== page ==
Based on the limited information I have found, the car led some races and finished 2nd in two. This was no small feat in this fiercely competitive IMSA factory-backed arena for an independent team to accomplish. Remember, this is the series that produced the amazing RX 7’s, Roush 700+ hp Merkurs and the dominating Toyota Celicas of Dan Gurney’s All American Racing. So, for an independent team with an as-yet unproven chassis to perform competitively, this really speaks volumes not only about the car, but about the efforts of the builders and drivers.
Here is a very interesting IMSA quote regarding a 1985 Road Atlanta race:
1985 : Porsche takes over, part 2
“The next race was held at Road Atlanta, a 500-Miler. A strong fifty-three car field was to take the start of the first continental race. Porsche 962s were the favorites as Al Holbert wound up a new pole position, just ahead of John Paul Jr, who had his beautiful Porsche 934 entered. For sure, the opposition was stronger for the quite unbeatable Mustangs. In the Lights class, while the Argos appeared unbeatable in the previous races, a new car, designed by Dave Klym, and powered by a Porsche flat-six engine, was new to the field: it was called a Fabcar. That Porsche would have the race won, but Al Holbert / Derek Bell lost four laps in the pits, losing the race to the Group 44 Jaguar XJR5s of Winters-Elliot Forbes Robinson, who survived the race. The GTO class was won once again by the Roush Racing Ford Mustang driven by John Jones-Wally Dallenbach. The GTU class saw a new victory by Jack Baldwin who drove solo, but the second place finisher was the astonishing little Nissan 200SX driven by Frank Carney and Dick Davenport who upset everyone in a new Raytown Datsun sponsored entry.”
EDITOR’S NOTE: For several years thereafter, the 200SX sat… In such a competitive series, new chassis designs and better technology often relegate perfectly-good race cars to the back of the shop, where they’re occasionally never seen again. After all, the S13 chassis had been released by now and was making its own mark in the series, not to mention the extreme dominance of the Z32 chassis in IMSA for several years. It seemed, given the circumstances, that the S12 chassis might not ever compete again. However, thanks to Bob Burgess, the 200SX got a new lease on life…
As you can imagine, I’m a fan of the 200SX. In fact, here’s a photo showing my own personal street stock 200SX, which is the same year and model as the race car.
I purchased the race car sight unseen in 1989 as a partially completed B Sedan/GT2 SCCA race car, with the intent to race the car as a GT3 in SCCA. It arrived as a rolling chassis. Here’s a photo of the car coming off of the transport with no engine, transmission, seat, fuel cell, etc. I had to provide the front shocks, calipers, etc and incidental hardware to make it shippable.
The car arrived as a tub car with tube front and rear sections retaining the original car’s McPherson front suspension geometry. Here you can see how the front suspension top McPherson strut support is literally cantilevered off the firewall. Adjusting the two round angled struts changed the caster and camber. Final adjustments for caster could be made by shimming the a-frame supports on the firewall. The original firewall was in the car, but heavily reinforced with box tubing and roll cage pick up points; some outstanding fabrication work. Interestingly, a similar layout was used in the BMW factory cars in the 70’s and 80’s before full tube frame cars were built.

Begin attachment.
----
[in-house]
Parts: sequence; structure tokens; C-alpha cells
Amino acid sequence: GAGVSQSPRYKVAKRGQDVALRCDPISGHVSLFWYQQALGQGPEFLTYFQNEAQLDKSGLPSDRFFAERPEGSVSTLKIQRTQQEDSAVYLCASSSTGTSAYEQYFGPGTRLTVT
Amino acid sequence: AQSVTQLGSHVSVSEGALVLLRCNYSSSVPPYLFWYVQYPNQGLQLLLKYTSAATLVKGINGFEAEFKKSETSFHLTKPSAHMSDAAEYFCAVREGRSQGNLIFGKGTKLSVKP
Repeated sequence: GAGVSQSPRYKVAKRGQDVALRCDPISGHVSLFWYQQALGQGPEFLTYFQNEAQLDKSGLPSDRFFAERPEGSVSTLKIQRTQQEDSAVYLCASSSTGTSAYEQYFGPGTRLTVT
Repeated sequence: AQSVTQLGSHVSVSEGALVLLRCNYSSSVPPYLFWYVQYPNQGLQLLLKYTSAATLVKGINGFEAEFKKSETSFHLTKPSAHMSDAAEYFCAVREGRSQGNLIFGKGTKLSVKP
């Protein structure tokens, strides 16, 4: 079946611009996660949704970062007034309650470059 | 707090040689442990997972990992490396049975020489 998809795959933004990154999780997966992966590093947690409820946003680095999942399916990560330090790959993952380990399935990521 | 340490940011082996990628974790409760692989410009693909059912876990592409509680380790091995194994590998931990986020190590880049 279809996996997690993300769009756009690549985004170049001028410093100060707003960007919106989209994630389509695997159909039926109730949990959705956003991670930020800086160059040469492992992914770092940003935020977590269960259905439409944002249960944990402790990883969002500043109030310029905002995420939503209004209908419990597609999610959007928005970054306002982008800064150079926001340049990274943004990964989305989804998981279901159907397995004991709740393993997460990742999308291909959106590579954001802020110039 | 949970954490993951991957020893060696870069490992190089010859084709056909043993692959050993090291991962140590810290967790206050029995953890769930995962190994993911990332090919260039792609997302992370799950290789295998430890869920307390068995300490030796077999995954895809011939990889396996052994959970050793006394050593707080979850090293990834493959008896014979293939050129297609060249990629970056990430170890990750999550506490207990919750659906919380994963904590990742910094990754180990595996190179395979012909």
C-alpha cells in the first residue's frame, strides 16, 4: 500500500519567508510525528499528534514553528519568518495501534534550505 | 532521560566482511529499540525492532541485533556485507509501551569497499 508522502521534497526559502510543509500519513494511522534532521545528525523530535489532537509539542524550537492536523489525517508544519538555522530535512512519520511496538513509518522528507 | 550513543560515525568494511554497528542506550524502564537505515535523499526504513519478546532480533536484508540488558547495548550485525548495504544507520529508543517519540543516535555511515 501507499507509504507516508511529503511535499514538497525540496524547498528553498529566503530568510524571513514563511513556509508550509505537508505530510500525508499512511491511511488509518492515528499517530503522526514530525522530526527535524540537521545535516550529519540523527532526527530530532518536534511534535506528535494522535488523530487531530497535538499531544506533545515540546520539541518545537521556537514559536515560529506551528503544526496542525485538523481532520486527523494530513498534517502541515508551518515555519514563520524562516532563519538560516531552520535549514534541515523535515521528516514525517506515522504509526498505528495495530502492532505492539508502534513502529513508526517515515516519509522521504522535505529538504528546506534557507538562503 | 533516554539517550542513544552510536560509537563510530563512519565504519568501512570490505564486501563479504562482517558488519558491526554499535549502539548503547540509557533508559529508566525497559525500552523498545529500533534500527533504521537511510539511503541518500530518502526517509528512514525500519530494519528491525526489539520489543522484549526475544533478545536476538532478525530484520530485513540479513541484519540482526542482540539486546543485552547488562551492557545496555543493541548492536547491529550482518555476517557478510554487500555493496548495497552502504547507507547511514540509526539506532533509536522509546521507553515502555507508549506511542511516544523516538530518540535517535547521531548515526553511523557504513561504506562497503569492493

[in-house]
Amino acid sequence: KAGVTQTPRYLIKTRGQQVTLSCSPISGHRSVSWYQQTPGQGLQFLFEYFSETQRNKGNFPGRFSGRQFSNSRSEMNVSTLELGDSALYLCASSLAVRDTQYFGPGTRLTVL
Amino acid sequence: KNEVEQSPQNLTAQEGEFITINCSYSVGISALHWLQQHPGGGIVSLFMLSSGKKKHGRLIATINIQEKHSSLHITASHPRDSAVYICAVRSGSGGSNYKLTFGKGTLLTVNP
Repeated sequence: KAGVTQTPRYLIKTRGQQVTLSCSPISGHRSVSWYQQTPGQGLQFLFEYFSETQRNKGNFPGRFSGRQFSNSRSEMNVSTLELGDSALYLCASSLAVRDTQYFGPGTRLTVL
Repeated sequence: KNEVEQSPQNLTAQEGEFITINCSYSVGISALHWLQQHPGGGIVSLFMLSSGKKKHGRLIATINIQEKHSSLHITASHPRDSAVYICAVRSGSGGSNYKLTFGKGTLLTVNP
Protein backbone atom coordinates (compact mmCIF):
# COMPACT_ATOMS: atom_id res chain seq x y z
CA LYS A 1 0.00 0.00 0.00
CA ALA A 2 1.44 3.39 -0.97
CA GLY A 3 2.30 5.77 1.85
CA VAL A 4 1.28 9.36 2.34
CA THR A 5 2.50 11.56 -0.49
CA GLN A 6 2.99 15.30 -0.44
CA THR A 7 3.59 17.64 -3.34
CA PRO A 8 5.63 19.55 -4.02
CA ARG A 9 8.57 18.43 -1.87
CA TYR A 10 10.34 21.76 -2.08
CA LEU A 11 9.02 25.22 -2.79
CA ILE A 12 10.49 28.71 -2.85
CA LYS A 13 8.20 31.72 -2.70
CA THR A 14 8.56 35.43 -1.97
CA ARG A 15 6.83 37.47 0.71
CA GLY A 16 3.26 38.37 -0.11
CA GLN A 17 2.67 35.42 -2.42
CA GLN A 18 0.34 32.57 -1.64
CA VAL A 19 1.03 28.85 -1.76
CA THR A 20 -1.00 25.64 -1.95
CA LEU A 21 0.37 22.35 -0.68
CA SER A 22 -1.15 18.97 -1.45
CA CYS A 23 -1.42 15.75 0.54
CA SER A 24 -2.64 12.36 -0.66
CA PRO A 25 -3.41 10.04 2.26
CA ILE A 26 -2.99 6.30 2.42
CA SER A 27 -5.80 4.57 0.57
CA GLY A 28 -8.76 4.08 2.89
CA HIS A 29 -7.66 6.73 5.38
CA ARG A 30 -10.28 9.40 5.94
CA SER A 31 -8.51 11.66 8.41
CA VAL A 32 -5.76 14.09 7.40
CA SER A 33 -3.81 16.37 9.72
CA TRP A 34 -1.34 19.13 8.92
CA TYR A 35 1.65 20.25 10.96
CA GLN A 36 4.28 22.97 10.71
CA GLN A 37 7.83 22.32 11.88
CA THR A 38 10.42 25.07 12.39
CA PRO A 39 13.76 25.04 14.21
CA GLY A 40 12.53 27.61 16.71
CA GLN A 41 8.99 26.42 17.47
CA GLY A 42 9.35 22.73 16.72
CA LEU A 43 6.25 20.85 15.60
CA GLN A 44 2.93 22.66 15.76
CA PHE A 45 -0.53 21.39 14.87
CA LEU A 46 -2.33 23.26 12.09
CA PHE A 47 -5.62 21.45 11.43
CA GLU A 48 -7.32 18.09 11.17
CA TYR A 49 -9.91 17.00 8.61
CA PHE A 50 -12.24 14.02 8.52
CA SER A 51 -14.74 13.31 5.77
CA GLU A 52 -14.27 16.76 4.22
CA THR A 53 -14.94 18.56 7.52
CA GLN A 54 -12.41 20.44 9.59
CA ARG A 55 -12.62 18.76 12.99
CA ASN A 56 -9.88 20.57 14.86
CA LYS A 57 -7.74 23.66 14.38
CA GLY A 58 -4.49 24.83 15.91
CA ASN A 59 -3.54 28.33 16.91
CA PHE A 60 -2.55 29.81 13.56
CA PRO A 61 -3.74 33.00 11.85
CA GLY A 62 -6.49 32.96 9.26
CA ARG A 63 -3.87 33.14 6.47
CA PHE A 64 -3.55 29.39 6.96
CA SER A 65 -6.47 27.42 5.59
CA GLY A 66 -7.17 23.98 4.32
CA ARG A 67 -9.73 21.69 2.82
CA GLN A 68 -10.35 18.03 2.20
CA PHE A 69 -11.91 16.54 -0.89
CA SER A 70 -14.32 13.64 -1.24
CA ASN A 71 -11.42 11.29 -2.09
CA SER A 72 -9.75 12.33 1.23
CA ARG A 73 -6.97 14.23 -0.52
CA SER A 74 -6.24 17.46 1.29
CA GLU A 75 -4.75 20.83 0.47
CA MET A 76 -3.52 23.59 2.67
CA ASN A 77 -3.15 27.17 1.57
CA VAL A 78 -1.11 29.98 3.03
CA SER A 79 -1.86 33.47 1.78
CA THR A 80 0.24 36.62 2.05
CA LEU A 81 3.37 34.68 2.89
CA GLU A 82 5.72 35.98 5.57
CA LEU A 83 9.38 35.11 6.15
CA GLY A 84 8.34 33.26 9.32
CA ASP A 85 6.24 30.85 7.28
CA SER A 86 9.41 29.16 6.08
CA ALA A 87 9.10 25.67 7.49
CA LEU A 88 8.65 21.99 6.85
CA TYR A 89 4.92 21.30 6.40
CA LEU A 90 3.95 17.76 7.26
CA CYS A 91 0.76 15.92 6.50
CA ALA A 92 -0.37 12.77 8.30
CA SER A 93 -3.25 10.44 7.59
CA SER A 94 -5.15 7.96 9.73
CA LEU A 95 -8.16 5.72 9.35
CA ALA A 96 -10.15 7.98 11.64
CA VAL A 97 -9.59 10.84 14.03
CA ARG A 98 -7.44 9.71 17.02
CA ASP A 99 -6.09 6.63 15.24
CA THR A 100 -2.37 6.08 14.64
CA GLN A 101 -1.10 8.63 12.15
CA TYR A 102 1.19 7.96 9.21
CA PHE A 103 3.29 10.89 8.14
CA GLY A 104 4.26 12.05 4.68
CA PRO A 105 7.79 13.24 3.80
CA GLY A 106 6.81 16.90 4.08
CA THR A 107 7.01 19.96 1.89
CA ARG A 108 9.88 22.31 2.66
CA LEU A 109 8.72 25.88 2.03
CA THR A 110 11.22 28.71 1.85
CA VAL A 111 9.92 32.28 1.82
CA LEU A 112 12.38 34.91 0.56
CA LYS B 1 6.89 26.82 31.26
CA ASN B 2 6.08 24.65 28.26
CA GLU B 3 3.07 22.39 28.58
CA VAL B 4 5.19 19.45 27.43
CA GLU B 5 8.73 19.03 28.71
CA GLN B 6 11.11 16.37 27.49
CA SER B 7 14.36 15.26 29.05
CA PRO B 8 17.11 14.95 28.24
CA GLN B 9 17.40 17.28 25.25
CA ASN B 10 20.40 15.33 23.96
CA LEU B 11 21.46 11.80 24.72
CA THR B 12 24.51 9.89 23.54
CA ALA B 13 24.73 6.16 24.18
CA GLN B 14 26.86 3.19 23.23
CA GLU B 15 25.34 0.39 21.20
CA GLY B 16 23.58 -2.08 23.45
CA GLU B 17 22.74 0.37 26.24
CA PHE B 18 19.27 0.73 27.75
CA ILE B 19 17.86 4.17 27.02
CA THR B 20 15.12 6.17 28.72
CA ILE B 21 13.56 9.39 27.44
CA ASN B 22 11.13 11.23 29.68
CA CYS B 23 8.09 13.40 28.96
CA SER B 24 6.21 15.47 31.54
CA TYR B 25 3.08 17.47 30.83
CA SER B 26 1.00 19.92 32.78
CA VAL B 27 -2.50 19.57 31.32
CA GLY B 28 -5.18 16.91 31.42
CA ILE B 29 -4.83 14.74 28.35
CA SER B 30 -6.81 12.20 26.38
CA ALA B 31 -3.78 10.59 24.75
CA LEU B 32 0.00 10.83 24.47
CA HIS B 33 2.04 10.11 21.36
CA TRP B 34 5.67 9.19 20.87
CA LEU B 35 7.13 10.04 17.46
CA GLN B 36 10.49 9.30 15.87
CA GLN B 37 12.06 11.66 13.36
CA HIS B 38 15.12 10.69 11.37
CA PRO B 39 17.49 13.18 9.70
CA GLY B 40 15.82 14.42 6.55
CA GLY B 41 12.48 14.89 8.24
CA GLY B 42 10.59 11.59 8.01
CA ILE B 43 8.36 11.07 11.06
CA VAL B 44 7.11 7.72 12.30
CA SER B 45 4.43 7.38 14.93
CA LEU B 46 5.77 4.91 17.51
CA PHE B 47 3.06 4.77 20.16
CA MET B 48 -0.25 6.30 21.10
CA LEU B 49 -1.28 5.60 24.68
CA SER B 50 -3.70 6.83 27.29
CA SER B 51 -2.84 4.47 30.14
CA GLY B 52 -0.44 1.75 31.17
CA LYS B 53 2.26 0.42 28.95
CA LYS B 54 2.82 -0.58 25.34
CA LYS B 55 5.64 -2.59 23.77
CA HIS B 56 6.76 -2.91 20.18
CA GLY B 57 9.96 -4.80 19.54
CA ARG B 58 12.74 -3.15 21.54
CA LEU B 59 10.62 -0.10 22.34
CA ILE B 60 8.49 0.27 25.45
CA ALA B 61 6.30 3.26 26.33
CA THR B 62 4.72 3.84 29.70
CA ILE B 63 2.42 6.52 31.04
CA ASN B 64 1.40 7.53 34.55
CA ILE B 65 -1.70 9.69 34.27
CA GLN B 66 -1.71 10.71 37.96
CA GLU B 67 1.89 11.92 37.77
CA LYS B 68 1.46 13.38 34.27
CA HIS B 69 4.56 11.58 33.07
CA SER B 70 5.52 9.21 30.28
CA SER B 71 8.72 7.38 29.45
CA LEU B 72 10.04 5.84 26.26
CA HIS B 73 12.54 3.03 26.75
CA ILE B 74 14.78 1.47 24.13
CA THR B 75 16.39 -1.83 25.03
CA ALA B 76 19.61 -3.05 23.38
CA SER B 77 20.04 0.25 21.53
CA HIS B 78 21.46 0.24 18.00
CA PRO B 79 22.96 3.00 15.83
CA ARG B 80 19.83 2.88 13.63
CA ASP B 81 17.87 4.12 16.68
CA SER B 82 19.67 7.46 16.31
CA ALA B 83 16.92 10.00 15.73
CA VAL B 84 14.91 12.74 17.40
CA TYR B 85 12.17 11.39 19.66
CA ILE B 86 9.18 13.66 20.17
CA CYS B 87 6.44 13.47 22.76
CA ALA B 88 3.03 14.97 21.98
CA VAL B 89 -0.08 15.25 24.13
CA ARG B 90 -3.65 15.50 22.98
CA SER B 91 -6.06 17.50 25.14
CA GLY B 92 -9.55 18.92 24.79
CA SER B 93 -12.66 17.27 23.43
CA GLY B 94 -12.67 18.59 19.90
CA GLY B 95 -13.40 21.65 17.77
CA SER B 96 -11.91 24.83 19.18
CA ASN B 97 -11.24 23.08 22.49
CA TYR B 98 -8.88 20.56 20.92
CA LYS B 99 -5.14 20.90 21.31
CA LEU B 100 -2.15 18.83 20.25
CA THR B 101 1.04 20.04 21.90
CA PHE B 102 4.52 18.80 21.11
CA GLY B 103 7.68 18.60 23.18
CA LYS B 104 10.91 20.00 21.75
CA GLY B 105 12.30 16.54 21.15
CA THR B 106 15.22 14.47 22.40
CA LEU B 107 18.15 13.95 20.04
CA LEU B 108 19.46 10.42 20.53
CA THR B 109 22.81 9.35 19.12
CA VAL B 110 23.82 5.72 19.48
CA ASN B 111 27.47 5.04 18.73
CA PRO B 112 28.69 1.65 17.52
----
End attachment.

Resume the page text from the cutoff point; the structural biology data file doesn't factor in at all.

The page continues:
The decision was made to have E. J. Trivette (EJ) modify the car to SCCA GT3 rules leading to the following modifications:
o Move the engine back several inches
o Remove the rest of the tub (unibody) and tube completely
o Modify the front suspension to unequal length A arms
o Mount new radiator and oil cooler
o Relocate the steering
o Bump steer the car to set the handling with the new front suspension geometry
New headers were built and an ultra close ratio direct drive Nissan Competition gear box was installed. The engine was an L20B from SCCA national champion Dave Frellsen’s winning HL510 with the old style FIA head offered by Nissan Competition in the 70’s. The engine produced 215 horsepower and was a bit peaky with some annoying flat spots.
The huge Halibrand quick change rear end was replaced with a floating rear end based on the PL510 station wagon live axle to reduce weight and mechanical losses. The rear suspension is a 4 link with a lower wish bone, as seen here.
I ran the car this way for 9 years off and on in SCCA with many 1st, 2nd and 3rd place finishes but was not happy with the performance and competitiveness. The car was very reliable, fun to drive but not competitive due to its weight and older technology. Significant modifications and money would have to be invested to bring the car up to a performance level making it capable of SCCA National race wins.
At the April 2000 SCCA National race at Daytona, fate intervened again, and a Camaro in the A/S class took the front end off the car at the Horseshoe. Normally, this would spell the end for a vintage racer… but Bob and the 200SX would be back – Check it out.